When Does Downsizing Your Home Make Sense?

When Does Downsizing Your Home Make Sense?

In the United States, housing is the largest expense for most people. If you are looking to free up money in your budget and get out of debt, you may want to consider downsizing your home. Downsizing can be a great way to reduce or eliminate your debt while preparing you and your family for a successful retirement. Read on to discover creative ways to downsize and how to decide if downsizing makes sense for you.

When You Should Downsize

There are many times in life when downsizes makes sense:

  • As you approach retirement, you may want to simplify your life or live somewhere different.
  • When you want to reduce housing costs and associated bills such as utilities, taxes and maintenance.
  • Anytime is a good time to eliminate labor-intensive tasks such as home maintenance, lawn care.
  • After your kids grow up and leave the house you won’t need the extra space.
  • You want to cash in on the equity in your current home but you don’t want to refinance.

However, downsizing is a task that takes much longer than you’d expect but has plenty of serious benefits such as saving you time, saving you money, and possibly generating a bit of spending money!

Advantages of Downsizing

While there are several ways that downsizing is beneficial, here are a few financial reasons it may make sense to downsize.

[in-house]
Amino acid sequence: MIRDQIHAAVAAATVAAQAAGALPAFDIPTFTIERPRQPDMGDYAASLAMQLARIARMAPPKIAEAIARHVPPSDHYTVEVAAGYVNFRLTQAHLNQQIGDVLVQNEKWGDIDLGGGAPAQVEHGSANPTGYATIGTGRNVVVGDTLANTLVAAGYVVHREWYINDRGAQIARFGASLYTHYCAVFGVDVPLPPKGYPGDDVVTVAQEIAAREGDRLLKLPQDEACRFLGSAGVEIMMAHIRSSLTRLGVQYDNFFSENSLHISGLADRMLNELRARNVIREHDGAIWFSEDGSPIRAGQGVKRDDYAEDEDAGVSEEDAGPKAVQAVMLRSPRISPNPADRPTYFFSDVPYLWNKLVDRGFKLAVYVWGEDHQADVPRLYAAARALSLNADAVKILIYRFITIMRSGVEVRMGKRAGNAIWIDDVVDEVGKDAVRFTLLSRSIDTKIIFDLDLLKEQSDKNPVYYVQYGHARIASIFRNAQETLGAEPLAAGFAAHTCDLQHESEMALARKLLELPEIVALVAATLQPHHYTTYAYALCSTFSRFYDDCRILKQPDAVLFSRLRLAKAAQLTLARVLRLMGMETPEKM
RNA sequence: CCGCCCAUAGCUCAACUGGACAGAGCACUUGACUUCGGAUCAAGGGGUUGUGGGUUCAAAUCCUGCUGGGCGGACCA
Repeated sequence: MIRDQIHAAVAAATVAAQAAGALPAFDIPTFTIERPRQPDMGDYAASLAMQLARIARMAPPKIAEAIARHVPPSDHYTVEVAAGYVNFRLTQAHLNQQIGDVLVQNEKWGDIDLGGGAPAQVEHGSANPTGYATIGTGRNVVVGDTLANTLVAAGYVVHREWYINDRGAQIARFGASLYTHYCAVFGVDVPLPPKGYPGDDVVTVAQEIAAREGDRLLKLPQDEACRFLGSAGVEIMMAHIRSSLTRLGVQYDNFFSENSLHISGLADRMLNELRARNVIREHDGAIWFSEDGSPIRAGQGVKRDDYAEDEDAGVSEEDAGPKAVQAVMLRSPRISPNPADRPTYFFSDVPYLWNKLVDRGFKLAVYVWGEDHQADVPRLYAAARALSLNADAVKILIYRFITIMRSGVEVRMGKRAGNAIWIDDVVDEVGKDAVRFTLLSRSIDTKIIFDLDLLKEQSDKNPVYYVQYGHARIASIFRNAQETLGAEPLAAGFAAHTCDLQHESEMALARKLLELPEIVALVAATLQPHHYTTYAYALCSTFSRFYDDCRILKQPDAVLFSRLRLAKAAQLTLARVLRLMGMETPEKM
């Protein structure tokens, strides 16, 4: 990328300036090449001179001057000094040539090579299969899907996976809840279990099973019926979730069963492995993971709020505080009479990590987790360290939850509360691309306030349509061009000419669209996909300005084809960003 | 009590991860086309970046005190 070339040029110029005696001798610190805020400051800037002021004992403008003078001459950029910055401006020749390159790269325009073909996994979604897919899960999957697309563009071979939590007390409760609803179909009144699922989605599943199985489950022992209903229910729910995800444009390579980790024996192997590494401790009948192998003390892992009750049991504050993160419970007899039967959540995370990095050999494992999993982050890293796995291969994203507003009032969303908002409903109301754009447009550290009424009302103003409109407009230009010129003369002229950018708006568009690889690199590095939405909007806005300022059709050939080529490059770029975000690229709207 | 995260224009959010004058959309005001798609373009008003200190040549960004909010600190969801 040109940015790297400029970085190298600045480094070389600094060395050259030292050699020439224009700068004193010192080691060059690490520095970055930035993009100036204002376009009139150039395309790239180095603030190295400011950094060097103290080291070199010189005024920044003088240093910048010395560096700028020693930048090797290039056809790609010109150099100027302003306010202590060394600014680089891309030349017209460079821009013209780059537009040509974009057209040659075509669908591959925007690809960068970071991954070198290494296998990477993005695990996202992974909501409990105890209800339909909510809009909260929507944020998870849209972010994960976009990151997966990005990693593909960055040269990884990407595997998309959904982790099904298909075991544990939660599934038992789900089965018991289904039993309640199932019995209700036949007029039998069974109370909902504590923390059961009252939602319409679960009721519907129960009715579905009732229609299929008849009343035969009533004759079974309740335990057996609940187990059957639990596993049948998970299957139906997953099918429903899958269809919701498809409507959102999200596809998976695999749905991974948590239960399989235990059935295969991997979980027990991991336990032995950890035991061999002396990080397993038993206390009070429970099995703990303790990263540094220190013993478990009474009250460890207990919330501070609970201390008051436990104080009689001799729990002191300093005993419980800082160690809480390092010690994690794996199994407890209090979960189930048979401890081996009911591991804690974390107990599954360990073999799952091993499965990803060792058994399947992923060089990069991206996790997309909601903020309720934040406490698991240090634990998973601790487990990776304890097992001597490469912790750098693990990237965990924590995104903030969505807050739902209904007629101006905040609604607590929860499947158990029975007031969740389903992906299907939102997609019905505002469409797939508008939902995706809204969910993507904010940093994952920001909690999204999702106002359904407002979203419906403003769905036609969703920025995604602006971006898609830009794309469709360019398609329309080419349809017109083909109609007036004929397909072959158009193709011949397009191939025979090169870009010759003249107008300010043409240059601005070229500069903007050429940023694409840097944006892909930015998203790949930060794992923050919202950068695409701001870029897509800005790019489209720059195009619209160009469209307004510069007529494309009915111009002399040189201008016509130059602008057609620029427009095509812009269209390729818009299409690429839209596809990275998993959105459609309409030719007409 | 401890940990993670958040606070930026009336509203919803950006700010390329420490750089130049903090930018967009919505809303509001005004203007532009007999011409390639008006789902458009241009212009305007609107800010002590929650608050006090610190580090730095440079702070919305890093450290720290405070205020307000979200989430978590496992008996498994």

You’ll Save Money Quickly

In every stage of the downsizing process, you will have opportunities to save money. Before you decide to downsize, you will likely have to eliminate some of your physical belongings. This can be an opportunity to sell your belongings in a garage sale, on consignment, or to hire a third party.

It is important to note that while it may be the easiest option to hire a third-party hauling company or estate company to sell your belongings, it is worth evaluating the costs and benefits of this option. If you decide to have a garage or estate sale, for example, you can decide how much to sell your items for, rather than a company liquidating them in bulk. Hauling companies often charge a significant premium to come to pack and haul your things away.

When you sell your belongings, you will have additional cash on hand. You may want to use this cash to pay for your moving expenses, put it towards paying down debt, saving it in your rainy day fund, or putting it towards a down payment on your next home. Regardless of what you choose to do with the extra money, it can help to make the downsizing process easier.

You Can Save Money Every Month

When you downsize, you will have the opportunity to choose a home in a better location, one that has lower taxes, or one that requires less maintenance, and lower utility bills. 

By choosing a home that is less expensive upfront and has lower associated monthly expenses, you will be able to use these additional savings each month to help you achieve your financial goals. 

Note that a condo's selling price may look cheap, but the monthly homeowners association fees (HOAs) need to be accounted for in your monthly budget and overall housing cost. Even if you pay off a condo, you still have to pay for the taxes, insurance, and HOAs which can be hundreds of dollars more per month than living in a similar sized house. Then again the HOA handles exterior maintenance and landscaping which is a plus for your time, so it may be a wash. Homes with HOAs can also be subject to “special assessments” for certain types of repairs, so it would be wise to check with the condo’s homeowners’s association for how they are doing financially and what kinds of special assessments have happened in the past or are planned for the future.